Let’s vote on climate measure

Congressional Republicans seeking to kill the cap-and-trade bill should ask for one simple amendment. To become effective, the legislation would have to be approved by a simple majority of American voters in a national referendum to be held in November 2009.

The arguments in favor of a referendum are so intuitive that cap-and-trade backers will look downright undemocratic opposing an election that allows ordinary voters to have a say. Why shouldn’t we get to vote? Do backers of cap-and-trade have such a high regard for their own intellects and such low estimations of the electorate’s collective intelligence that they think we’re too stupid to decide this issue? Are they trying to pull something over on us? This is such a landmark change in energy policy, isn’t it appropriate that we all study the issue for a few months and then go to the polls to decide the matter? Wouldn’t it be a grand opportunity for all Americans to think deeply about issues ranging from climate change to energy taxation?

Assume, for the fun of it, that the Democratic leadership succumbs to these arguments and permits the amendment, allowing a referendum. Will the measure fail? Almost certainly it would. As a longtime practitioner of referendum politics, I can aver that cap-and-trade has “loser” written all over it as an electoral issue. To justify that claim, I’d start with the latest polling. Referenda need support in the range of 58 to 60 percent in early polling to hang on and pass after the attacks they sustain during a campaign. The latest cap-and-trade surveys show support well below that threshold. A recent ABC News-Washington Post poll found support at 52 percent for cap-and-trade, “down 7 points from a year ago.” See what I mean? Drive a high-water stake in the ground when proposals like this emerge and you’ll see the monthly declines in support. By November, it’ll be lucky to get 44 percent.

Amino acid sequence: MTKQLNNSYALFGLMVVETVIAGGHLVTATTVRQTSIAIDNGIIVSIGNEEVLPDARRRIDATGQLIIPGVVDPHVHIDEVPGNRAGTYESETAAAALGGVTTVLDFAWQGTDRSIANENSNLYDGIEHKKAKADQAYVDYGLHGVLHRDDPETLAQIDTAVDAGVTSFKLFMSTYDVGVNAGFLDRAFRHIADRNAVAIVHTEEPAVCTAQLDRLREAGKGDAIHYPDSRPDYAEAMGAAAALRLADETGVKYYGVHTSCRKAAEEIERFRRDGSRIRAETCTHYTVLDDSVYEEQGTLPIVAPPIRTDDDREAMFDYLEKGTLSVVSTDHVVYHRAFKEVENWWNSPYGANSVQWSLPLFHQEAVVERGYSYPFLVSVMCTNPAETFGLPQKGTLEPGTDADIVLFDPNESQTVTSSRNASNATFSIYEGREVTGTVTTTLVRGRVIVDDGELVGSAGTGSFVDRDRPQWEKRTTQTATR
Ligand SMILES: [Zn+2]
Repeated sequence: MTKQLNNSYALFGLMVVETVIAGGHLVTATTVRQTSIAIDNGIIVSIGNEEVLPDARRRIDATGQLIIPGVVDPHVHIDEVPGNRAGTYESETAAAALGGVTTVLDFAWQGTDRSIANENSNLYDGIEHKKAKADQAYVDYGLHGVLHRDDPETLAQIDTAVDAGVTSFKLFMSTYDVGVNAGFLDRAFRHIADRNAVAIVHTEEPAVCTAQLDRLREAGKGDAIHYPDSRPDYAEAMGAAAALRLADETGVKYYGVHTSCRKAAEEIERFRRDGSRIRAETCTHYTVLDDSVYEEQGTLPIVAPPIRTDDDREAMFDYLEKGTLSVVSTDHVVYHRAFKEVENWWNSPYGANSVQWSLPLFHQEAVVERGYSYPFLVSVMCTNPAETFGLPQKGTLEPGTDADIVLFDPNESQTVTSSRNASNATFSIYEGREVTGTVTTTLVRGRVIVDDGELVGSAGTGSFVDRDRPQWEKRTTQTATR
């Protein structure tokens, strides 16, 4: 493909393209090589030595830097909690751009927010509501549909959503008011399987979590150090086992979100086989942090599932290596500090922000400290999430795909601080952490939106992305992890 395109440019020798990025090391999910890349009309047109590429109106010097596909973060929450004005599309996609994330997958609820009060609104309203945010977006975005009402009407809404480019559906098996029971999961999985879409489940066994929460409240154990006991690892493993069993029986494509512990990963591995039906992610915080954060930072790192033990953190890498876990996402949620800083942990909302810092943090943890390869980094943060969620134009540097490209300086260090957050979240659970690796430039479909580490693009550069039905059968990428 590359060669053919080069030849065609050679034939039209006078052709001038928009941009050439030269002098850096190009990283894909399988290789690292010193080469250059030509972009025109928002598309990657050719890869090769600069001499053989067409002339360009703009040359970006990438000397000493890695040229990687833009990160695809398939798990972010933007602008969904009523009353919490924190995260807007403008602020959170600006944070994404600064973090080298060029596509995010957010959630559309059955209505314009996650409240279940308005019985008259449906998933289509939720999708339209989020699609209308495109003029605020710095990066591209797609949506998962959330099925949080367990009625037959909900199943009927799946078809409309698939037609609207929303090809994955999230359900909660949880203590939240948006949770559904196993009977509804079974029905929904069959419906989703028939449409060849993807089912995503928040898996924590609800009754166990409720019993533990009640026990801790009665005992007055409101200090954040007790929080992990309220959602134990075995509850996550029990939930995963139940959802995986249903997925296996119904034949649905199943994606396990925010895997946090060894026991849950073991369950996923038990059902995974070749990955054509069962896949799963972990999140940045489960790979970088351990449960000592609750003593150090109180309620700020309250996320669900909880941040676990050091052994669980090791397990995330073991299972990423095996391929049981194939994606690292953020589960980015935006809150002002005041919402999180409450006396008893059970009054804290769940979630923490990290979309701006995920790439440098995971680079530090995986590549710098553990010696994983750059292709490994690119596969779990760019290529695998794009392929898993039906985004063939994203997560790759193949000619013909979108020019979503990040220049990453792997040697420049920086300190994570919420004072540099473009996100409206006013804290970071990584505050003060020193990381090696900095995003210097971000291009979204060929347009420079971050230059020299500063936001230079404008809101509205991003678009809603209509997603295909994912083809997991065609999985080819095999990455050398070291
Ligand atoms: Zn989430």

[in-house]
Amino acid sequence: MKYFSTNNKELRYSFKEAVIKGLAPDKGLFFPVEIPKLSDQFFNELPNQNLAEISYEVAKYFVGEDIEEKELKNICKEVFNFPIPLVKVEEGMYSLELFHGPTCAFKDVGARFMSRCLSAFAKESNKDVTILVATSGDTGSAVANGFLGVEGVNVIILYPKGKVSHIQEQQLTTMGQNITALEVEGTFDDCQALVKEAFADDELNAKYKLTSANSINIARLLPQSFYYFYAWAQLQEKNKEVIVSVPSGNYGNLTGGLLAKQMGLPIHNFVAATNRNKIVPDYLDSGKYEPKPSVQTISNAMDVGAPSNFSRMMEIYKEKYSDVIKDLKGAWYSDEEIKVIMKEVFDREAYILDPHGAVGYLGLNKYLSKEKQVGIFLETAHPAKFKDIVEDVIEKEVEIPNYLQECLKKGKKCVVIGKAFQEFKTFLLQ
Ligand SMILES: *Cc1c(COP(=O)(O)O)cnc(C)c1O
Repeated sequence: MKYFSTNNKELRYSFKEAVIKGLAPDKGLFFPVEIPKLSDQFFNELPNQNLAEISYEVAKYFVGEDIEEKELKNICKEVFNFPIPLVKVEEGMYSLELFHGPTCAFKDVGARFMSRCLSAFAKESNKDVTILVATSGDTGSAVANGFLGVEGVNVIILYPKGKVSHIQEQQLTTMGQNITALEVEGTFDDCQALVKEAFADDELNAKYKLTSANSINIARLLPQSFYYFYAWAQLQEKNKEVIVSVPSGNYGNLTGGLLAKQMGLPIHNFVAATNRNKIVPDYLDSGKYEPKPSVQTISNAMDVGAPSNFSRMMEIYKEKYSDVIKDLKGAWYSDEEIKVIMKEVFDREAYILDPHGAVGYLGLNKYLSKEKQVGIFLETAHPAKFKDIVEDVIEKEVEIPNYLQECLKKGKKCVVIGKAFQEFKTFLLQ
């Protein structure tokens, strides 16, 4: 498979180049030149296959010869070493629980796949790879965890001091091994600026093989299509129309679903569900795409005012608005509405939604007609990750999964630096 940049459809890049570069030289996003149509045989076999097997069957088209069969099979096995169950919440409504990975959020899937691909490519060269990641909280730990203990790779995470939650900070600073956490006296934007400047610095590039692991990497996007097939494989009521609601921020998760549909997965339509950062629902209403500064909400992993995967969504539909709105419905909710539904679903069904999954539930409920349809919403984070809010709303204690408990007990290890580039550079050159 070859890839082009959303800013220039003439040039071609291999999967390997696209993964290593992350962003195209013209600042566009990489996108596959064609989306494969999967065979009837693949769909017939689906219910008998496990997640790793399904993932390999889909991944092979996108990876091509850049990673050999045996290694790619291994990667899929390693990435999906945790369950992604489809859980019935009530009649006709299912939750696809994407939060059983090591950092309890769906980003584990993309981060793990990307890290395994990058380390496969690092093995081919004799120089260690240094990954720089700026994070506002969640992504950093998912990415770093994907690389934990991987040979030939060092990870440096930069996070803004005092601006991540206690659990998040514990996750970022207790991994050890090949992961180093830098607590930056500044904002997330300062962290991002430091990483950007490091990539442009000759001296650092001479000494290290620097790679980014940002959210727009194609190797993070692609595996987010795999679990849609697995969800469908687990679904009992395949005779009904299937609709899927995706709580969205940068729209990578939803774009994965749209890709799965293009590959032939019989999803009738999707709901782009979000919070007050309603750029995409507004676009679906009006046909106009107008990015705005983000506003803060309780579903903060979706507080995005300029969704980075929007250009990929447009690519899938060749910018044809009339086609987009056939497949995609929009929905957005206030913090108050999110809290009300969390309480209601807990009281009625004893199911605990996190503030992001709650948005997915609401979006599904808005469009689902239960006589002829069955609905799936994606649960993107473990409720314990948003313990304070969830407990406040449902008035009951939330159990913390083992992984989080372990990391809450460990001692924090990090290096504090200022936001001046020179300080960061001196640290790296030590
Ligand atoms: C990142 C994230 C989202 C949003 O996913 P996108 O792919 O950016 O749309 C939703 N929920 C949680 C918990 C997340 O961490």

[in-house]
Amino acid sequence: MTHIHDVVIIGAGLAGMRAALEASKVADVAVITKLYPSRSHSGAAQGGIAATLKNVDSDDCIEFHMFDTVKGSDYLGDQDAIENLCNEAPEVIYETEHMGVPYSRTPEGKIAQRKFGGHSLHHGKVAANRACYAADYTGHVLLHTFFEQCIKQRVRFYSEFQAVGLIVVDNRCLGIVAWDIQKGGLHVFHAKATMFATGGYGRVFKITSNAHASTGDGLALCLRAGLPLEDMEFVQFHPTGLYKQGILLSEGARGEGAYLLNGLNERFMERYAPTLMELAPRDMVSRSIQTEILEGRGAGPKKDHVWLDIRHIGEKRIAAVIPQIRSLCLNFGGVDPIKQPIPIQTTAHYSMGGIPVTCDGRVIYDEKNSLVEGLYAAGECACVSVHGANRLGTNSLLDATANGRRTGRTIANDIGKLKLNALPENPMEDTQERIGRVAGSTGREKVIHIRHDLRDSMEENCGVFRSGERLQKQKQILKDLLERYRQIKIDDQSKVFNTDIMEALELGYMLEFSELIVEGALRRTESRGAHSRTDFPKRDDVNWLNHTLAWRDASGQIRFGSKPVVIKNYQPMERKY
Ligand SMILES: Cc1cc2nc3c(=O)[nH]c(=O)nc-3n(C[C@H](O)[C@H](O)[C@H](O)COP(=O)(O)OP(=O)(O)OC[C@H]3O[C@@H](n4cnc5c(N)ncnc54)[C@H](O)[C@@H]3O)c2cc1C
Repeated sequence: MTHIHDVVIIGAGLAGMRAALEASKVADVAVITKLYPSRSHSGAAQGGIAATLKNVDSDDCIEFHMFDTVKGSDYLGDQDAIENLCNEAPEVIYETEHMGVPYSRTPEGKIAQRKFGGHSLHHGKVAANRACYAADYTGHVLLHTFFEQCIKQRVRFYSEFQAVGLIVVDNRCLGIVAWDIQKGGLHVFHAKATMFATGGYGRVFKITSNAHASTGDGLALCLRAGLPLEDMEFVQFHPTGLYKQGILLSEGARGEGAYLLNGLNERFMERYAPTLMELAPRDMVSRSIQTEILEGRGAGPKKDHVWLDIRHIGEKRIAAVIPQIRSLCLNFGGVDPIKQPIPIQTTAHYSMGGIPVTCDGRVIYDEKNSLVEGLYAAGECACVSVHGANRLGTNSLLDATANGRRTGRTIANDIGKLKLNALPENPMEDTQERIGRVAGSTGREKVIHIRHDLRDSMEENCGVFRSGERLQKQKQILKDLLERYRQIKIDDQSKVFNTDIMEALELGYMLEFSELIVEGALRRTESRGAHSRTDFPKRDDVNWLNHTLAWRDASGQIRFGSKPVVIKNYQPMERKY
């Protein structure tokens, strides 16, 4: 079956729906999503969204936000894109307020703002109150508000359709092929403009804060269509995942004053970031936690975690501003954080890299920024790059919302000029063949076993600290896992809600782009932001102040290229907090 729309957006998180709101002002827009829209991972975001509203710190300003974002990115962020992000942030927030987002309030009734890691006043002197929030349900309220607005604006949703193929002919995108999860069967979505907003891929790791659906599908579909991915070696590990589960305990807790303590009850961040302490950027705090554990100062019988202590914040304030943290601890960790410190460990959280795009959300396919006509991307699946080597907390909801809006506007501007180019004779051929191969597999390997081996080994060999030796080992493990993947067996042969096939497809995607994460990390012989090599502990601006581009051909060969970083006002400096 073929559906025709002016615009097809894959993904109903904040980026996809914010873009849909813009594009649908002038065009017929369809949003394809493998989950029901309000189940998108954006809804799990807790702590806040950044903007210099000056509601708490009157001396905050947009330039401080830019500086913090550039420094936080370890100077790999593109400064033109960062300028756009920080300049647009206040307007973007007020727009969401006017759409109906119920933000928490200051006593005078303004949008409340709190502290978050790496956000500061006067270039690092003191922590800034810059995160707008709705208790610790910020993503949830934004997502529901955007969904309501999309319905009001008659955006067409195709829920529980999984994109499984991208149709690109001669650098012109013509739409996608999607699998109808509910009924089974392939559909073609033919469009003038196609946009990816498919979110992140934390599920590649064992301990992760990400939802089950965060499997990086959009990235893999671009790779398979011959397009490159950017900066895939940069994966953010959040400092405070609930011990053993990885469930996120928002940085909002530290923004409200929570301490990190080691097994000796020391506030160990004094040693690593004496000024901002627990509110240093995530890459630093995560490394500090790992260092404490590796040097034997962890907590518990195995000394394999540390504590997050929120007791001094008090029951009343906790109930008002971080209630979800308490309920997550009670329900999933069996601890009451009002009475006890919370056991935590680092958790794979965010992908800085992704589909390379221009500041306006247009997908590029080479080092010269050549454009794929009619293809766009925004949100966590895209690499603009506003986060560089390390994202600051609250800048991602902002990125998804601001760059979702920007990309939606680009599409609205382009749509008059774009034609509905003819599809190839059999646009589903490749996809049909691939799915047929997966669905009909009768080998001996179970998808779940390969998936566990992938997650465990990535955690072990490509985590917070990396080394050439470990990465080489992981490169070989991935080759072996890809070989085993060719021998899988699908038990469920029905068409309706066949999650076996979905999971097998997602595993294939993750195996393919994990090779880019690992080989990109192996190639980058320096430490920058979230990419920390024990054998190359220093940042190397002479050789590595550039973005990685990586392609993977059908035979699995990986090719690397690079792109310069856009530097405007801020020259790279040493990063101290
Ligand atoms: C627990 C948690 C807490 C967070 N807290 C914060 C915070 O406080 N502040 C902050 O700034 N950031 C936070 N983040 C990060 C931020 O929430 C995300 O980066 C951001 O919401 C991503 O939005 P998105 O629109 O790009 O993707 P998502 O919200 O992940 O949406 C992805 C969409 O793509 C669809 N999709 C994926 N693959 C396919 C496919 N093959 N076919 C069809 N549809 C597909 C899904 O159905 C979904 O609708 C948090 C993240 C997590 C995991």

This measure has other poll-able problems, too. Start with the proposition that most Americans don’t really know much about this idea or concept. A recent Rasmussen survey found that just 24 percent of Americans could “correctly identify the cap-and-trade proposal as something that deals with environmental issues.” More thought it was a restraint on Wall Street. Whenever an issue is so poorly known and understood by voters, they tend to resolve uncertainty with a vote of no. Passing a measure that you don’t really know anything about could create problems, they reason, but a “no” vote maintains the status quo and opens the door for other opportunities to solve the supposed problem. See, voters are smarter than you thought.

The cap-and-trade proposal will also fall into the referendum pit known as “unintended consequences.” Buried within the 1,400 pages of the bill before Congress, voters will reason, are lots of “gotchas” that no one sees coming. All opponents of cap-and-trade have to do is suggest a few plausible unintended consequences and voters will assume there are dozens more. For example, I heard a pundit suggest that this measure might help the environment in other countries more than the U.S. if credits are earned for tree-planting outside our borders.

The ultimate “unintended consequence” for voters will be a big tax hike. This possibility is hidden from view in the bill’s 1,400 pages, but it’s lethal in a referendum campaign. The ABC News-Washington Post poll shows that even if you describe the measure as “effective,” support drops to 44 percent after you suggest that it will raise electric bills $25 per month. Backers of cap-and-trade cannot allow voters to decide their electric bills, or the measure is doomed.

David Hill is a member of the research faculty at Auburn University and has been a Republican pollster since 1984.